"The only reason that he gave is that he wanted to do it for his children," Maxson said. "It's obvious his motive is not financial or career-driven."
Spielberg, 55, first enrolled at Cal State Long Beach in 1965, but dropped out three years later, just shy of his degree. The following year, his 22-minute "Amblin"--about a young man and a young woman who meet in the desert and decide to travel together, becoming friends and lovers--was shown at the Atlanta Film Festival. That led to a contract with a Hollywood studio.
For his return to college, Spielberg was allowed to register under a pseudonym to protect his privacy. Only a handful of administrators and professors handling his courses knew who the man behind the false name really was.
One of them was Riesh, a zoologist and expert in ocean pollution off the Southern California coast. Riesh supervises upper-division science-related interns, who receive 3 units for working in the field and submitting a one-page resume.
"Let's see," he said. "I had two students at the Long Beach Aquarium, one with the Army Corps of Engineers, one at Vector Control and one at Amblin ... Entertainment, you know."
Over the course of the semester, Riesh met at least once in Spielberg's office, and the two talked biology for hours.
"We discussed quite a bit about the demise of dinosaurs--'Jurassic Park' stuff," Riesh said. "He told me about all the books he had read, and how he had watched hundreds of hours of footage of running elephants and giraffes to make the film."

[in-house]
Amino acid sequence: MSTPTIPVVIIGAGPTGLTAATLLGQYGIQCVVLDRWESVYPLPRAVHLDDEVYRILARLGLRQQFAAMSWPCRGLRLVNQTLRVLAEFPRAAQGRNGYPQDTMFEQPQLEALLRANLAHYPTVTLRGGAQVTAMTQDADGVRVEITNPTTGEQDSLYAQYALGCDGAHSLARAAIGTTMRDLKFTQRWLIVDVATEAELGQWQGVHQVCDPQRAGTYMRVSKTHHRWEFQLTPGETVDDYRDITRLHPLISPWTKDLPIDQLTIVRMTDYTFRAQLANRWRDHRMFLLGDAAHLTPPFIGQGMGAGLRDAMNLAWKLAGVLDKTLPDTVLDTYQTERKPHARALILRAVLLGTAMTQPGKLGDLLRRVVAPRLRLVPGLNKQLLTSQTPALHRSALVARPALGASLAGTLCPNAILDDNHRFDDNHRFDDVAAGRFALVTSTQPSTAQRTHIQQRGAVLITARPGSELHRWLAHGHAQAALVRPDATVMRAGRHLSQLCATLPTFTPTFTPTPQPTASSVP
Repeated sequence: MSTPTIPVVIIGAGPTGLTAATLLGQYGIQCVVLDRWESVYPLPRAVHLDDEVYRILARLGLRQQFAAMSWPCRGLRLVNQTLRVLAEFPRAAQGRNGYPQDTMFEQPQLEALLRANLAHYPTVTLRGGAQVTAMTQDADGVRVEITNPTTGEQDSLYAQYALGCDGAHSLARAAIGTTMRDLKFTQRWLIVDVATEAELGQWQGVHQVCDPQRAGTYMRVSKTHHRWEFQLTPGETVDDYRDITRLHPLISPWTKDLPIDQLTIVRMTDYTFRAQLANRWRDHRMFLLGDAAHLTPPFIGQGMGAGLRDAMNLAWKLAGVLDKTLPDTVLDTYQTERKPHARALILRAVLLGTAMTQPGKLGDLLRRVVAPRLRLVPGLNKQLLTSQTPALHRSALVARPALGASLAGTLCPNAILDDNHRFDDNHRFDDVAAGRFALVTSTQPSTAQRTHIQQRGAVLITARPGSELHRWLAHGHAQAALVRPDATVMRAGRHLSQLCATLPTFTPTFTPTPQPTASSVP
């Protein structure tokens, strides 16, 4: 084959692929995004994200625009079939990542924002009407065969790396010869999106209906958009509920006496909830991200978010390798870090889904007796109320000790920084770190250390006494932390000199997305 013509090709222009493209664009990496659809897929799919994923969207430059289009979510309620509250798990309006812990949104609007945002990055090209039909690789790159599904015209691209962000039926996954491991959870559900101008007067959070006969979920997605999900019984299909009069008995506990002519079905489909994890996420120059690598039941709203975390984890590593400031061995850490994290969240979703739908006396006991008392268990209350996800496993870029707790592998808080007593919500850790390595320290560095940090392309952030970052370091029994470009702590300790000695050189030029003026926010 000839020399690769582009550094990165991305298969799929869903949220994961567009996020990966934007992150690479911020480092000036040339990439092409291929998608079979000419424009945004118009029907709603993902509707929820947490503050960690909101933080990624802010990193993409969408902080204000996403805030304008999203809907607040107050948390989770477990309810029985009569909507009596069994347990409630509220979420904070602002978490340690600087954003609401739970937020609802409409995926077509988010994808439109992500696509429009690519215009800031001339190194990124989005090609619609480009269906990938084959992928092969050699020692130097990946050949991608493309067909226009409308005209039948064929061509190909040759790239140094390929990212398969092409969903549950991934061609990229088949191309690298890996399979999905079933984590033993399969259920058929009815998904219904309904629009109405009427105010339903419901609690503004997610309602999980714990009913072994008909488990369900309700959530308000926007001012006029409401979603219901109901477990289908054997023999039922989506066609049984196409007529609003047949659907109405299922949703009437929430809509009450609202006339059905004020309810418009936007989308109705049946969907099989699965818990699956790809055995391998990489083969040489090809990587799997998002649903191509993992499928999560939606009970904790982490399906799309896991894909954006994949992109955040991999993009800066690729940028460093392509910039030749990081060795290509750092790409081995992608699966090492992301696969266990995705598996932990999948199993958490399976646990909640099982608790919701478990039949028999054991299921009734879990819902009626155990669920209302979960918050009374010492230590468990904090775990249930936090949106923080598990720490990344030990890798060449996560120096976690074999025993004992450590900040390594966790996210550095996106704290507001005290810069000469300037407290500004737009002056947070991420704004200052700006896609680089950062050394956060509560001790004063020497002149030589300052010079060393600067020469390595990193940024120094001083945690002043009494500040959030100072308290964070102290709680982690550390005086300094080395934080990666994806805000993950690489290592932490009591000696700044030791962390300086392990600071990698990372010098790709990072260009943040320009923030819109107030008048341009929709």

They talked about astronomy--"E.T."--and marine biology--"Jaws"--and Riesh said he advised his student to continue to show respect for the environment in future films.
"He was very courteous, very humble," Riesh said. "He had his leg up on his desk when I came in, but explained that he had been riding his son's scooter and fell."
Students in Natural Science 492 are typically required to write a term paper about their on-the-job experiences, which Spielberg did. Their final grade also includes a supervisor's evaluation for dependability and the student's ability to follow instructions.
Because Spielberg does not have a boss, Riesh said, "I did talk to colleagues about his working relationships," but declined to name names. "And his office staff was certainly friendly."
Riesh also made another exception for Spielberg, allowing his resume to run longer than one page.
Upon completing his courses, Spielberg's degree check, like all students', was processed anonymously through administration. Spielberg's, along with about 6,000 others, received the seal of approval for the Class of 2002.
About a month ago, right before the big screening of student films, Blumenthal went public with their surprise graduate.
"We thought it was a joke," said student Tamara Roberts, 28, director of the 12-minute "Silent Awakening," about the relationship between a doctor and a patient. "Every time we would talk about graduation, we would say, 'Oh yeah, we're going to walk with Steven Spielberg,' and everyone would laugh, 'Yeah, right.'"
Then the official university press release went out.
The student store took a reservation for his cap and gown. "We just finished steaming it out. I think it's going to be delivered to him," a clerk said.
Maxson, only half-joking, suggested that perhaps Spielberg will donate the gown to the school, "so we hang it up like a football jersey."
The Daily 49er newspaper editorialized about student concerns over the media onslaught, warning administration that the hoopla "is doing nothing more than taking quite a bit away from every other senior that is graduating."
Not to worry. The media will be corralled, the photographers confined to a special two-level platform.
Film school graduates, meanwhile, have been told to behave themselves.
"We were pretty much told not to flood him with scripts, treat him like a regular student," said student Chaska Corvacho, 22. "He's actually going to be sitting with us. It's so great. You know, we're the only people in the world who can say we graduated with Steven Spielberg."